#Mount #SaintHelens #Volcano #Stratovolcano #Washington #State #USA #UnitedStates #LightPollution
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Open Access paper.

Abstract

Artificial lights raise night sky luminance, creating the most visible effect of light pollution—artificial skyglow. Despite the increasing interest among scientists in fields such as ecology, astronomy, health care, and land-use planning, light pollution lacks a current quantification of its magnitude on a global scale. To overcome this, we present the world atlas of artificial sky luminance, computed with our light pollution propagation software using new high-resolution satellite data and new precision sky brightness measurements. This atlas shows that more than 80% of the world and more than 99% of the U.S. and European populations live under light-polluted skies. The Milky Way is hidden from more than one-third of humanity, including 60% of Europeans and nearly 80% of North Americans. Moreover, 23% of the world’s land surfaces between 75°N and 60°S, 88% of Europe, and almost half of the United States experience light-polluted nights.
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"Moths’ role as pollinators is disrupted in brightly lit urban areas, finds research"
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Spring Sky over Pioneer Farmstead
Location: Alberta, Canada
Alan: "How many sources of skyglow can you pick out here?"

• The Milky Way
• Airglow
• Light pollution (too much!)
• Perpetual northern twilight
• Aurora

"The Milky Way (at left) arches over an old pioneer farmstead from the 1930s and 40s near home in southern Alberta. Mars (very bright and in some clouds) and Saturn shine at lower centre, while Jupiter is the bright object in clouds at right just above the old house. Arcturus is the brightest star here at upper right of centre, made more obvious here by shining through the clouds. The Big Dipper, distorted by the map projection used in the this panorama, is at upper right."

"Light pollution from Strathmore and Calgary lights the clouds coming in from the west. Green airglow is visible below the Milky Way. Twilight provides the blue to the northern sky at either end. There’s a very slight aurora low in the north but hardly noticeable."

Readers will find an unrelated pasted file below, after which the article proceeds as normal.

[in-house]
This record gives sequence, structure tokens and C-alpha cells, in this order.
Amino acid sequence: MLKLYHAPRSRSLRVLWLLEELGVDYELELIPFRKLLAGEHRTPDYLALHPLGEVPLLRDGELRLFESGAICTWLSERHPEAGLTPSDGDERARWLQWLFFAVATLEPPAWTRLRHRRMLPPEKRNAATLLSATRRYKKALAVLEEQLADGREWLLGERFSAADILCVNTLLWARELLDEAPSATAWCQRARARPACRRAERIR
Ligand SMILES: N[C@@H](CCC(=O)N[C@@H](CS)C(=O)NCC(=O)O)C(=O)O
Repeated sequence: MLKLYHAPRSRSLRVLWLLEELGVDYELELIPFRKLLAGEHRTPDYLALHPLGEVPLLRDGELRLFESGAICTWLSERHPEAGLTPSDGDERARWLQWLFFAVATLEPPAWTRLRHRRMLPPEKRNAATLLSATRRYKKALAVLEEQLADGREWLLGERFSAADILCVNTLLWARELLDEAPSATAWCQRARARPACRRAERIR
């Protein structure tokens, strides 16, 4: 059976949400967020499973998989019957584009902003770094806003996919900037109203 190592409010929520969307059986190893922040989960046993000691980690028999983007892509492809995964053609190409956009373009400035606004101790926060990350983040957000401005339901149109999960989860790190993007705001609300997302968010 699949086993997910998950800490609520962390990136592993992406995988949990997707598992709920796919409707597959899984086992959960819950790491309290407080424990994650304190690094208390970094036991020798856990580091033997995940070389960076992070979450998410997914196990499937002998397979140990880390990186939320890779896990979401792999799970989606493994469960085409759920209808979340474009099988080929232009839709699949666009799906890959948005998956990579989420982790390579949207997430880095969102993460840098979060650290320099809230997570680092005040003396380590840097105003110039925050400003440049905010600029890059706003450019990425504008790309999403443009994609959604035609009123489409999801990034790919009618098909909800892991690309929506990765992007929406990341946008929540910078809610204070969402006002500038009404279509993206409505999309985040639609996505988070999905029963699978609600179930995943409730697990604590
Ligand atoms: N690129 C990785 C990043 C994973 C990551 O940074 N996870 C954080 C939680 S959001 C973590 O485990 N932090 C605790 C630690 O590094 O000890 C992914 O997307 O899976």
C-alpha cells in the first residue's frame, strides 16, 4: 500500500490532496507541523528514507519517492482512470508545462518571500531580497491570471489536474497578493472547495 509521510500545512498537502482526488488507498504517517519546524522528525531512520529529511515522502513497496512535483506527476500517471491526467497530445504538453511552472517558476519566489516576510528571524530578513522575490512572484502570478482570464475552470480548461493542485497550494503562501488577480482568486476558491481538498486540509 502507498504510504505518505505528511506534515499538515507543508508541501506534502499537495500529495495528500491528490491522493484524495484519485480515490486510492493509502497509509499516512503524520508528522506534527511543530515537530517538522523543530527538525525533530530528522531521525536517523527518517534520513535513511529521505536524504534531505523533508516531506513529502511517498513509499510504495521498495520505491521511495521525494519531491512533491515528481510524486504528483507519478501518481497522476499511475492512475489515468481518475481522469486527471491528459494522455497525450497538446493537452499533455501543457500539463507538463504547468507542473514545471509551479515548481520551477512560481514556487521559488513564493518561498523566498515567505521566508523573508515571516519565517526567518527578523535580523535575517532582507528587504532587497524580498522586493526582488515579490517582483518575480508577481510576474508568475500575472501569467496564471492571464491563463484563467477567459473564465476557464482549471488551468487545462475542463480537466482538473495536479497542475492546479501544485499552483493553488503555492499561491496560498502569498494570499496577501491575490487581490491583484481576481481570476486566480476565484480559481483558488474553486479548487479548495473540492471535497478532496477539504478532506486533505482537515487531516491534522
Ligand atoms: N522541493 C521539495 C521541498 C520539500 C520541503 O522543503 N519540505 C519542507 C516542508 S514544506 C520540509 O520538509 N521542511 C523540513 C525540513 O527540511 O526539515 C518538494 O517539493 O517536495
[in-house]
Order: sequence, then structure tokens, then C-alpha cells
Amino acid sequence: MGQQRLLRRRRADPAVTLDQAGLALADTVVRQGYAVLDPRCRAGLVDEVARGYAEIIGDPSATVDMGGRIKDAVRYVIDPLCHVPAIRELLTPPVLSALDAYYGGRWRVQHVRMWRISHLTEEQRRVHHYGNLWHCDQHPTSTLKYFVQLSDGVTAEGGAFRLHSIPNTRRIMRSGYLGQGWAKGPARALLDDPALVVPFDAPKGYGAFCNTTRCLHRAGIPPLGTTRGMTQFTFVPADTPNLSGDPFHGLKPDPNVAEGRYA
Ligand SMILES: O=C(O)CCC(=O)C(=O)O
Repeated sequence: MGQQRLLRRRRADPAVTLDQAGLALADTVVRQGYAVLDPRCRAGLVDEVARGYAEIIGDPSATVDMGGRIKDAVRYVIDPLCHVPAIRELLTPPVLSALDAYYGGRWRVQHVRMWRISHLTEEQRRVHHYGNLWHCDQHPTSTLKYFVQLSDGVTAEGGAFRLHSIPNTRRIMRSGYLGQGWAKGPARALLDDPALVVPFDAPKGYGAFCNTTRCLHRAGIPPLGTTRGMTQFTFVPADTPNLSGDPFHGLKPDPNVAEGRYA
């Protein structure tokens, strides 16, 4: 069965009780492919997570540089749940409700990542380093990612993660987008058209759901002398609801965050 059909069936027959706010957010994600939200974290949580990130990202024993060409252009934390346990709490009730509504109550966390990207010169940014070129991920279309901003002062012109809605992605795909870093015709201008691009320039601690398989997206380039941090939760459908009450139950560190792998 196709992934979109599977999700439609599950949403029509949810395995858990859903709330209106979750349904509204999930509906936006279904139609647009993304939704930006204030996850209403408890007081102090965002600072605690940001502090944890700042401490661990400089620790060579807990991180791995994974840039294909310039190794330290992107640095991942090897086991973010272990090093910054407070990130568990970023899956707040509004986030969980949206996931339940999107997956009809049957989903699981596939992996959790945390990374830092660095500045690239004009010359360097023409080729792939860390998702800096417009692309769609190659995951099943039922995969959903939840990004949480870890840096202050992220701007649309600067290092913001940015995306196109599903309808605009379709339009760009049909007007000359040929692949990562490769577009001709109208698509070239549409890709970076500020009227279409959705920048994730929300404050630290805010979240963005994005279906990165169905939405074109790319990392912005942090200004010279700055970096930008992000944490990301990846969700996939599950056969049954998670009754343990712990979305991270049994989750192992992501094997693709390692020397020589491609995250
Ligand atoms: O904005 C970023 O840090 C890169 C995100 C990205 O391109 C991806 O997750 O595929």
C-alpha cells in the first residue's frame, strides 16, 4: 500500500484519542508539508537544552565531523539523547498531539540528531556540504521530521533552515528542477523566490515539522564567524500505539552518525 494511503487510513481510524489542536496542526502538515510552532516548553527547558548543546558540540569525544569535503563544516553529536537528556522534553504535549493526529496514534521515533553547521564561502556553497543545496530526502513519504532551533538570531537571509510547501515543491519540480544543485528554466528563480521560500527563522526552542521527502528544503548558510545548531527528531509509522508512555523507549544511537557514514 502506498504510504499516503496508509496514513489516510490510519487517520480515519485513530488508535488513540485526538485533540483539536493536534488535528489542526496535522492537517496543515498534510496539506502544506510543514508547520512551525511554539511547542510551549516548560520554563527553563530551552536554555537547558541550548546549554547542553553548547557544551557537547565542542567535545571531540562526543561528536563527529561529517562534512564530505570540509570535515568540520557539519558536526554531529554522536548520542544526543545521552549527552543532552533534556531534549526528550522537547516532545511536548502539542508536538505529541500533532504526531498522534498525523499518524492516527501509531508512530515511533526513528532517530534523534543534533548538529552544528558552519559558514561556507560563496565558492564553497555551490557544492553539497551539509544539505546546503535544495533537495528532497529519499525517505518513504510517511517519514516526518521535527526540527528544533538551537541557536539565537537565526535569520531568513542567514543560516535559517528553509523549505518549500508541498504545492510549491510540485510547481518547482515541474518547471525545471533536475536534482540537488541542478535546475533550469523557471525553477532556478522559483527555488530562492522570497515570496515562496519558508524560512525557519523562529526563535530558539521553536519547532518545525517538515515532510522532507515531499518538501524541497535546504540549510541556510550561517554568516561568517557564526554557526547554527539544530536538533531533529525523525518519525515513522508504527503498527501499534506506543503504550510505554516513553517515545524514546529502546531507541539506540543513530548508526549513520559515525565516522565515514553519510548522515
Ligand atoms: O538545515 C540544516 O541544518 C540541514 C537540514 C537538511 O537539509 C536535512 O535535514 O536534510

Credit: Alan Dyer
Alan's Website: http://amazingsky.net
Location: Alberta, Canada
Release Date: May 29, 2016

Technical details: "This is a 360° horizon to zenith panorama taken with the iPano motorized panning unit, using the 24mm lens at f/2.8 and Nikon D750 at ISO 6400, for a stitch of 28 panels, in 4 tiers of 7 segments each. Stitched with PTGui. South is at centre, north to either end. The original is 25,700 x 7,700 pixels."

+Alan Dyer 
+TELUS Spark 
+TELUS Spark, the new Science Centre 
+TELUS World of Science Edmonton 
+Commission for Dark Skies
+National Science Teachers Association 

#Astronomy #Space #Science #Stars #MilkyWay #Galaxy #Skyglow #Airglow #Aurora #Mars #Saturn #Jupiter #Planets #Astrophotography #Art #Panorama #SolarSystem #Cosmos #Universe #Earth #Canada #Alberta #STEM #Education #LightPollution 
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"Development's glare ruining view at Westford's MIT observatory"
WESTFORD -- Tim Brothers can see dwarf planets and asteroids from the MIT Wallace Astrophysical Observatory, but not as often as he could a few years ago, before nearby development started clouding his view with light pollution.
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Have them in circles
1,680 people
Harm Otten's profile photo
Jake Self's profile photo
Jeunes Science Medjez El Beb's profile photo
North York Moors National Park's profile photo
Tal'Ki's profile photo
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Restore our natural, starry skies by reducing inefficient lighting.
Introduction
The Commission for Dark Skies (CfDS) aims to preserve and restore the beauty of the night sky by campaigning against excessive, inefficient and irresponsible lighting that shines where it is not wanted nor needed.

It was founded in 1989 and is part of the British Astronomical Association (BAA) and affiliated with the International Dark-Sky Association (IDA).

The issues raised by light pollution do not only affect astronomers.  Other areas of concern include crime, the environment and health.

Glare and light spill can make it more difficult to see in the dark. Nocturnal wildlife, such as bats and moths, and plants, eg which use day length to monitor seasons, can be affected. So can migrating birds. Intrusive light can, for example, disrupt sleep.

Some of the pages on the Campaign for Dark Skies website:
Publications about light pollution:

Books:

Light Pollution: Responses and Remedies, 2nd Edition, Bob Mizon, Springer, was published on 24 June 2012. The first version of the book is still available: Light Pollution: Responses and RemediesBob Mizon, Springer, 2002. On amazon.co.uk 'Look Inside!' is enabled for both books. The previews include contents and index.


There Once Was a Sky Full of Stars, Bob Crelin and Amie Ziner, Sky Publishing Corporation, 2007.

Reports:

Light Pollution and Astronomy, House of Commons Science and Technology Committee, 2003 [pdf]

Artificial Light in the Environment, The Royal Commission on Environmental Pollution, 2009. [pdf]


Guidance for the Reduction of Obtrusive Light, ILP, 2012. [pdf, automatic download]

A Review of the Impact of Artificial Light on Invertebrates, Charlotte Bruce-White and Matt Shardlow, Buglife, 2011. [pdf]

DVD: